Boeing is moving to negotiate a comprehensive settlement to lengthy federal ethics investigations into actions it took to win U.S. defense contracts in recent...
CHICAGO — Boeing is moving to negotiate a comprehensive settlement to lengthy federal ethics investigations into actions it took to win U.S. defense contracts in recent years, a published report said yesterday.
The Wall Street Journal, citing unidentified sources, reported that the company has hired a high-powered outside legal team to prepare for negotiations as the Air Force draws up preliminary settlement amounts that range as high as $700 million.
Boeing declined to comment.
“We really can’t discuss it at all,” said Dan Beck, a spokesman for the Chicago-based aerospace company. “We have a legal team and an external counsel that are assisting in navigating through the complexities of these issues.”
Most Read Stories
- Seattle judge won’t immediately release ‘Dreamer’ from detention center
- T-Mobile one-ups Verizon’s new unlimited data plan; 4Q results top forecasts
- Officials say damage to sewage plant in Discovery Park is catastrophic
- Sticker shock as much higher car-tab bills land in mailboxes
- Either invite us or not already | Dear Carolyn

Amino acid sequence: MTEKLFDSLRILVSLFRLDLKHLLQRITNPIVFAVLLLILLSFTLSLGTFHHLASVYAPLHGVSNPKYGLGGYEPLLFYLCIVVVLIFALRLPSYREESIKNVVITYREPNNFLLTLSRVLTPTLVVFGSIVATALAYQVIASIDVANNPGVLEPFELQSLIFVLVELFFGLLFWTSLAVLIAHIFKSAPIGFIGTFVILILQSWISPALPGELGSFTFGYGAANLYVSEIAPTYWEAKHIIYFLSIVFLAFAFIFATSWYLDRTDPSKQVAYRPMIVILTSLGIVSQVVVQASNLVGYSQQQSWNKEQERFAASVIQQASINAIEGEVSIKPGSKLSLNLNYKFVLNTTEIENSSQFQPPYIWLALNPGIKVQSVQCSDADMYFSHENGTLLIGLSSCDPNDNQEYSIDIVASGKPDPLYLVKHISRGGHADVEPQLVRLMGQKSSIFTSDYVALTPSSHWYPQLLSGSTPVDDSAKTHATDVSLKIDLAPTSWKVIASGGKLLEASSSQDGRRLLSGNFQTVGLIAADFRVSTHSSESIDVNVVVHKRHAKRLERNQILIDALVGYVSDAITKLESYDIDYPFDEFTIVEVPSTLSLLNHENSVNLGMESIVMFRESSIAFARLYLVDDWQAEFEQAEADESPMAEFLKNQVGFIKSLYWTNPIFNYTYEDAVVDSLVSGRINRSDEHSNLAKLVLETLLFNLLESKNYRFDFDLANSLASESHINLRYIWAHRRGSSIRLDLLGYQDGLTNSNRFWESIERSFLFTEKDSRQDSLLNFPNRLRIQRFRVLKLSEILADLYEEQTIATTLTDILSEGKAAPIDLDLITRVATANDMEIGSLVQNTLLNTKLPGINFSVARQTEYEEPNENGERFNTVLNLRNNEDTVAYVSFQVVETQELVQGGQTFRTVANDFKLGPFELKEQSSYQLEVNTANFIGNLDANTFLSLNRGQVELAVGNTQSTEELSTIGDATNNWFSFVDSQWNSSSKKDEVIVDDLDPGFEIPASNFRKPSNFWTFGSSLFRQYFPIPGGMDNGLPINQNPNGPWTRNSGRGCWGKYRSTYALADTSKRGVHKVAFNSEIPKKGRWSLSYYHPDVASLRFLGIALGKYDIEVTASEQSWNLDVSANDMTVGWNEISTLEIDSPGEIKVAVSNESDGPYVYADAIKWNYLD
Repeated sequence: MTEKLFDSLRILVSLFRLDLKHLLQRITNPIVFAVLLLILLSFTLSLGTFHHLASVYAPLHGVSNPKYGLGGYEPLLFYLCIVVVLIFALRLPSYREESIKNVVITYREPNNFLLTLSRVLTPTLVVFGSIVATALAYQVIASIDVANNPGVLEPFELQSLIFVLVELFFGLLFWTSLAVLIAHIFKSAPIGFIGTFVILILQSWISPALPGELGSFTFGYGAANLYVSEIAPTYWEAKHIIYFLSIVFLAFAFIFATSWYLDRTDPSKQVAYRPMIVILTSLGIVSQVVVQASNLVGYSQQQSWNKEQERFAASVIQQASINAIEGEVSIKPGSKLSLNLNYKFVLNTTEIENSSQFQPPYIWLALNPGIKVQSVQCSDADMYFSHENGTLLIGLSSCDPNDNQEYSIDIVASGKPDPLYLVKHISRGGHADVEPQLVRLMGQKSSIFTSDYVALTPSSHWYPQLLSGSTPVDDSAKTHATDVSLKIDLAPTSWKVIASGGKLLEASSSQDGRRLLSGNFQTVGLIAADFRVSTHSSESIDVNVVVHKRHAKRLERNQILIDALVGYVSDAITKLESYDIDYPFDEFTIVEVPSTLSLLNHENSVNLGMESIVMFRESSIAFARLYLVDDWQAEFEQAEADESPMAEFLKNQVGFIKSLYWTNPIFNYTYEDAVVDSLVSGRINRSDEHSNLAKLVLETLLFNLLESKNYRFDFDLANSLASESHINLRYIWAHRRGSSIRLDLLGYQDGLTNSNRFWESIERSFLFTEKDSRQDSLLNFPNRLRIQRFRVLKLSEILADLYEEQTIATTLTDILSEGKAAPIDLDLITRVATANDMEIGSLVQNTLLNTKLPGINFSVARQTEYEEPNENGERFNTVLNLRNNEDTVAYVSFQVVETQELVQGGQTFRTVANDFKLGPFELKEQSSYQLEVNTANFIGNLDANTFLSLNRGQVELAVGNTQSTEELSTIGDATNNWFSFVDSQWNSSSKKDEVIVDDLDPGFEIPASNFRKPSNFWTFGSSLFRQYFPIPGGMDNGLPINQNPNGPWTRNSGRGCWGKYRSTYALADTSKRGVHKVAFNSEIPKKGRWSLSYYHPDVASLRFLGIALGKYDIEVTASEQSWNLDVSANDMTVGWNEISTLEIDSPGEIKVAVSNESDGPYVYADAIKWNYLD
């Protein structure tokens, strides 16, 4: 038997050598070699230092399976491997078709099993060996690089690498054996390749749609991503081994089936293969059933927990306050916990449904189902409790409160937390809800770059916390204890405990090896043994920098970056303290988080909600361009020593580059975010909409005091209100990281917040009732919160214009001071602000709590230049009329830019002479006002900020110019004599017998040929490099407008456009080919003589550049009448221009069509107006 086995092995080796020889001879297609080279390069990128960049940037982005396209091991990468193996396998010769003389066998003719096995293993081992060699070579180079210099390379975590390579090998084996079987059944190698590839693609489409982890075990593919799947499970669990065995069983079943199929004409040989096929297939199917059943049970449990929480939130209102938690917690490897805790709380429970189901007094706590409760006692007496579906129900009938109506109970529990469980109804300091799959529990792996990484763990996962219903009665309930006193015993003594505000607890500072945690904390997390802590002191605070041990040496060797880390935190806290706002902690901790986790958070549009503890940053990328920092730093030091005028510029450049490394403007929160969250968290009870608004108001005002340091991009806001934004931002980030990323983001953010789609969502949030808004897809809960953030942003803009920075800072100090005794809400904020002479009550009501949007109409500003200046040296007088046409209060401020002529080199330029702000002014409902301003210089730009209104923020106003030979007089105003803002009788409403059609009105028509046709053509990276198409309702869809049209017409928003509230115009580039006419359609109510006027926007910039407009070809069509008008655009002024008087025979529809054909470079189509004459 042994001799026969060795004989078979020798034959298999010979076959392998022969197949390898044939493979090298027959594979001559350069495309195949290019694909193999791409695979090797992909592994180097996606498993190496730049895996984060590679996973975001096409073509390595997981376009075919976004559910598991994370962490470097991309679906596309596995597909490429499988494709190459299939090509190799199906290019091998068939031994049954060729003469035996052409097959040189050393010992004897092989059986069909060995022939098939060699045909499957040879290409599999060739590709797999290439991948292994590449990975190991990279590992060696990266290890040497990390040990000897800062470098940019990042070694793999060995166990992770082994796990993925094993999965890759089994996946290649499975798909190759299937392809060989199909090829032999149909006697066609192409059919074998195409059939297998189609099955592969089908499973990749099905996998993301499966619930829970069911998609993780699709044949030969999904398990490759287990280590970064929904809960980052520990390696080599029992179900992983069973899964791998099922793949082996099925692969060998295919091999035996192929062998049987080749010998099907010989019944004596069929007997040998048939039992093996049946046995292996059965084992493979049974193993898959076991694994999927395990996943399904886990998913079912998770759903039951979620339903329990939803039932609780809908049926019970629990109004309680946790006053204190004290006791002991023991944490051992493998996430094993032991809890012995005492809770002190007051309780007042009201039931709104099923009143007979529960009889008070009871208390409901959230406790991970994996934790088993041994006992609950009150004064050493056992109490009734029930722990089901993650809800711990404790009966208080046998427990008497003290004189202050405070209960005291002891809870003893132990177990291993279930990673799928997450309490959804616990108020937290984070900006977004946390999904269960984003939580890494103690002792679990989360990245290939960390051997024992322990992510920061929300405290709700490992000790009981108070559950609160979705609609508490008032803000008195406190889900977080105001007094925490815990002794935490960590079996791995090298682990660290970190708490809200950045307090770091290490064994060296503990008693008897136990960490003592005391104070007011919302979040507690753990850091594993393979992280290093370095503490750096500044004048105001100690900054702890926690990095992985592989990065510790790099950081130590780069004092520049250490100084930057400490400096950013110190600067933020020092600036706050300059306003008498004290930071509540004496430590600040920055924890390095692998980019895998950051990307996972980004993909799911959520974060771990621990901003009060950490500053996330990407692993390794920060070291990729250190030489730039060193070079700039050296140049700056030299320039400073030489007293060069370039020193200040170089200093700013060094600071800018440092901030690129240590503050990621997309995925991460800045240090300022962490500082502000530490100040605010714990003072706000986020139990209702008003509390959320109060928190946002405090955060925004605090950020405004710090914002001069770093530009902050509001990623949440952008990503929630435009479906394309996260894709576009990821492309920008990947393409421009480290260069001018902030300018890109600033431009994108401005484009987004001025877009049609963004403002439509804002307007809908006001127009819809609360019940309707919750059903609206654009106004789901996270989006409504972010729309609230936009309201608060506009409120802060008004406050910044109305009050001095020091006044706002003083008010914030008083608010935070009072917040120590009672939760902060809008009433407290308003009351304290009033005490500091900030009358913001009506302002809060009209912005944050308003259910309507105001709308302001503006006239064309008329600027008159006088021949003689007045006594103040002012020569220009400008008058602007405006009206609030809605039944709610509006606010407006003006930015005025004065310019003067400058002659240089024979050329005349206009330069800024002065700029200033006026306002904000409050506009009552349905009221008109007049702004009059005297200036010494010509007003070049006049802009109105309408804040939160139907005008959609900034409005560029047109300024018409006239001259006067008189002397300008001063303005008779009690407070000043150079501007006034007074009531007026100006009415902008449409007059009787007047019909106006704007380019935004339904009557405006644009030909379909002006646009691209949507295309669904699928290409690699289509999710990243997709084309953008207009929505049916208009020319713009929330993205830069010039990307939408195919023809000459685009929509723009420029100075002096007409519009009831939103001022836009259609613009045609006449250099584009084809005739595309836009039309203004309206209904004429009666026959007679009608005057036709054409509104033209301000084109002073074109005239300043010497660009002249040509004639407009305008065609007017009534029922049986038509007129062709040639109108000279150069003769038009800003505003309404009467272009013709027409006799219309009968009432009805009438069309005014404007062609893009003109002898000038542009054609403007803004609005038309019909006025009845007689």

The Air Force press office did not immediately respond to a request for comment yesterday.
The Journal said Boeing has retained former Virginia attorney general and veteran white-collar defense lawyer Richard Cullen, a prominent Republican, and Jamie Gorelick, a former high-ranking Justice Department official under President Clinton.
It said they have been authorized to reach an all-inclusive criminal and civil agreement in the next few months, although the company at this point has not admitted wrongdoing or agreed to pay any penalties.
Boeing has been barred by the Air Force since July 2003 from bidding on new government rocket business, a consequence of its having been found in possession of proprietary documents belonging to rival Lockheed Martin.
Separately, investigators have been looking into Boeing contracts linked to former Air Force procurement official Darleen Druyun, who admitted giving the company special treatment before it hired her in January 2003. Druyun subsequently was fired by Boeing and is serving a nine-month prison sentence for conspiracy.
Michael Sears, the former Boeing chief financial officer who was implicated in the Druyun hiring, pleaded guilty in November to aiding and abetting illegal employment negotiations. He is to be sentenced Feb. 18 in federal court in Alexandria, Va.